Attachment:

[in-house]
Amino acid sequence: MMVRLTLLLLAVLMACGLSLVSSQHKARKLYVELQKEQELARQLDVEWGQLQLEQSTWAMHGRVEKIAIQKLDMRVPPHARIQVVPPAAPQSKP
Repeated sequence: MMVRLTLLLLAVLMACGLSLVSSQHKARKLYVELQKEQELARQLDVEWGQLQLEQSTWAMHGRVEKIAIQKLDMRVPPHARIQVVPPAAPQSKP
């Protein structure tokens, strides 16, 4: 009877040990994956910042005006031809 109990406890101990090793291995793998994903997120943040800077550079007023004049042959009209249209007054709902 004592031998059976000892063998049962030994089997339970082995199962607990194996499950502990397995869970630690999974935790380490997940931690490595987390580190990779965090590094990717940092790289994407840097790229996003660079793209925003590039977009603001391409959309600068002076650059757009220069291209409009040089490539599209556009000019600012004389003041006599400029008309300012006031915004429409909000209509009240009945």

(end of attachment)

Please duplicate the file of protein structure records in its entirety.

[in-house]
Amino acid sequence: MMVRLTLLLLAVLMACGLSLVSSQHKARKLYVELQKEQELARQLDVEWGQLQLEQSTWAMHGRVEKIAIQKLDMRVPPHARIQVVPPAAPQSKP
Repeated sequence: MMVRLTLLLLAVLMACGLSLVSSQHKARKLYVELQKEQELARQLDVEWGQLQLEQSTWAMHGRVEKIAIQKLDMRVPPHARIQVVPPAAPQSKP
């Protein structure tokens, strides 16, 4: 009877040990994956910042005006031809 109990406890101990090793291995793998994903997120943040800077550079007023004049042959009209249209007054709902 004592031998059976000892063998049962030994089997339970082995199962607990194996499950502990397995869970630690999974935790380490997940931690490595987390580190990779965090590094990717940092790289994407840097790229996003660079793209925003590039977009603001391409959309600068002076650059757009220069291209409009040089490539599209556009000019600012004389003041006599400029008309300012006031915004429409909000209509009240009945």